Campaign encourages students to vote in provincial election

THE SPRING OF 2011 was an exciting period of vote mobs and campaigns aimed at getting students to the polls for the federal election. In light of the upcoming provincial election on Oct. 6, groups have once again begun mobilizing youth and persuading them to get involved.

The Ontario Undergraduate Student Alliance (OUSA) has partnered with the College Student Alliance to launch the It’s Your Vote campaign, geared toward encouraging student participation in the election.

“The campaign is designed both to inform students how to vote on
Oct. 6 [and] also why they should vote. We provide them [with] information about their options and the parties,” said Sam Andrey, the executive director of the OUSA.

The first phase of the campaign attempts to inform students through party platforms, videos, blogs, and other information available on their website Andrey explained that the second phase will help students understand the main points of each candidate’s campaign.

“Soon we plan to release a platform comparison. We will be providing information about the parties’ plans for post-secondary education and comparing those plans against our own platform,” he said

The campaign is also working toward making it easier for students to vote at the polls. Students have the option of voting either in their home riding or where they are going to school. Mail-in ballots are also possible for students who cannot return home.

Despite attempts to mobilize the youth vote, some still feel that it is an effort wasted. Second-year biochemistry student Jordan Favre explained the reasons behind his apathy in an interview with the Fulcrum.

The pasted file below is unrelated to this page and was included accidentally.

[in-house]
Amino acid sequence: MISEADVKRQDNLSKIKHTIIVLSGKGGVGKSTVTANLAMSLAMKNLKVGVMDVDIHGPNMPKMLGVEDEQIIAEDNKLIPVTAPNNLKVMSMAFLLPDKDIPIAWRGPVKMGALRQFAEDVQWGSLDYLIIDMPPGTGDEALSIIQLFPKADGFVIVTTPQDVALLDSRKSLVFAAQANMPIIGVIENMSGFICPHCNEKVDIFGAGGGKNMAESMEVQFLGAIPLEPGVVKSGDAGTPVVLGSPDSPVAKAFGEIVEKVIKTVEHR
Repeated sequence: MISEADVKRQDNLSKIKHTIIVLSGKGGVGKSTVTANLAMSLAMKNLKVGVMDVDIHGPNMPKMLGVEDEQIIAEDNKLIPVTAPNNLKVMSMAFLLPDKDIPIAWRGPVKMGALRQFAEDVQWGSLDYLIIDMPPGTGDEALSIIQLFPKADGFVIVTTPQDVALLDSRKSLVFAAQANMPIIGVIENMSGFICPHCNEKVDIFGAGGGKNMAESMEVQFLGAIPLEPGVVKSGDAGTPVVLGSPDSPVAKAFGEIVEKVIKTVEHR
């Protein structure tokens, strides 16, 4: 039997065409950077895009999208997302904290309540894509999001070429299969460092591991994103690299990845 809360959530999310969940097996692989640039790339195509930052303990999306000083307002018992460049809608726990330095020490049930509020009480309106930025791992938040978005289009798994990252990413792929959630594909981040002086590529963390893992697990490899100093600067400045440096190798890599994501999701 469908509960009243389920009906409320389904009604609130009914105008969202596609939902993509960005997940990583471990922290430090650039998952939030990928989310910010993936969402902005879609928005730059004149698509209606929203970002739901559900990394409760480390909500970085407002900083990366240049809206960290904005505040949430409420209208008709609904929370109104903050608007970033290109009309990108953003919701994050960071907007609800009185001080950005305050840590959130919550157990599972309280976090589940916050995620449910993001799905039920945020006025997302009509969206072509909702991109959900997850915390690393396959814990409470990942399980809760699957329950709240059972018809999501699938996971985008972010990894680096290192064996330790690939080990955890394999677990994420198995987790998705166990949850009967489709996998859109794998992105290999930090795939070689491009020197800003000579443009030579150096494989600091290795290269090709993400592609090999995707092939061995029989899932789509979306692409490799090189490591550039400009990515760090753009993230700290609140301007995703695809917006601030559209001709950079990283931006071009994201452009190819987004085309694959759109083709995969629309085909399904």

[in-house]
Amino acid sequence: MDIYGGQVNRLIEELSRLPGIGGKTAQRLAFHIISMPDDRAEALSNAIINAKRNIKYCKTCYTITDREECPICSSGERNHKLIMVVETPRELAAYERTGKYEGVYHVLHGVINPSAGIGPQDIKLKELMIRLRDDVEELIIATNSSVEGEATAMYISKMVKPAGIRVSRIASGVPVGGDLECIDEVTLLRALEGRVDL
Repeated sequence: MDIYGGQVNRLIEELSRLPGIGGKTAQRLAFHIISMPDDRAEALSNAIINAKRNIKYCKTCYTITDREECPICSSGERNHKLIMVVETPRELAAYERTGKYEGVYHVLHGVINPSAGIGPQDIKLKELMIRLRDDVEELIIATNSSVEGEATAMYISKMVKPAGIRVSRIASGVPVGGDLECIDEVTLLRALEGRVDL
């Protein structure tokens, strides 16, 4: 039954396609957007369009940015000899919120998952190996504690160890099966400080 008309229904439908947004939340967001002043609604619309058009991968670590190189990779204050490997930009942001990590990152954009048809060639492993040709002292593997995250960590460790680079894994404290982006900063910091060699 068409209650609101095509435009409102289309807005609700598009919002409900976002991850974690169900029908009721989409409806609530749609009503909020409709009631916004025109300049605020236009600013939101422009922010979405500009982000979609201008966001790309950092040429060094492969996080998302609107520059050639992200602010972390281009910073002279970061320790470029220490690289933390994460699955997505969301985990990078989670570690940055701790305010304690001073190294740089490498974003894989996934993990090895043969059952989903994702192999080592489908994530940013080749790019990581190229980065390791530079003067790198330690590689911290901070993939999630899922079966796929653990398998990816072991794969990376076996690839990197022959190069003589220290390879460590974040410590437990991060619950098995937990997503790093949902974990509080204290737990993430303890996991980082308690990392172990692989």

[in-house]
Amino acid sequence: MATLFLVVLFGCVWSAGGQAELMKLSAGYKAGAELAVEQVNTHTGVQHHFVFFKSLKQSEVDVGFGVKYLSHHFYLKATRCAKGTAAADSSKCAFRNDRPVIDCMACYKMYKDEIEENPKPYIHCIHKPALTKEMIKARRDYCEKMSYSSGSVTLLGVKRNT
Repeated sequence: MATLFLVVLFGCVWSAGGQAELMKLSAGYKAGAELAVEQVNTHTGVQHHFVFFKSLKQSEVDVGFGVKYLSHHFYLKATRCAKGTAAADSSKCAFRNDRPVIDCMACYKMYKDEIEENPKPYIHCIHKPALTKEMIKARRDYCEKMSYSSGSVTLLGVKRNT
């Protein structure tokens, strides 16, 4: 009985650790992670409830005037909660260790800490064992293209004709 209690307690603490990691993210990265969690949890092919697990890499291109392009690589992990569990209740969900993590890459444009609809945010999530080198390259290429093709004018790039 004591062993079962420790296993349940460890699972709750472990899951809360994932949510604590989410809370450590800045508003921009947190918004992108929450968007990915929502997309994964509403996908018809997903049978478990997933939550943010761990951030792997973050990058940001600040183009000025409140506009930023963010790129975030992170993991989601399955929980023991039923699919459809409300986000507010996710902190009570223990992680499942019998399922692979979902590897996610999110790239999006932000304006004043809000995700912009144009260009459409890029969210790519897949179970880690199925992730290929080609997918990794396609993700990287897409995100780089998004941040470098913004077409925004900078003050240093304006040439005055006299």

“As a young adult, I don’t see much of a difference between political parties. In my mind, you have all these politicians that make these promises, and then when they get elected they don’t do half the stuff. People are going to be angry … whatever they decide. It doesn’t make much of a difference to me,” said Favre.

Andrey underlined the importance of getting youth politically engaged in order to bring forth issues that are important to students.

“Youth vote less than half as much as older Ontarians do. As a result politicians pay attention to [them] less. You often hear issues about taxes, health care, and things, with more of a focus on families. Post-secondary education, youth unemployment, and things like that often get left behind and I think that is a direct result of low voter turnout,” said Andrey.

The OUSA has been on student campuses organizing events. It is also registering students to vote and going door-to-door to let students who are not aware know there is an election coming up.

“It is in the best interest of students to participate if they want issues that are important to them to be on the radar,” said Andrey.

—Christopher Radojewski

illustration by Devin Beauregard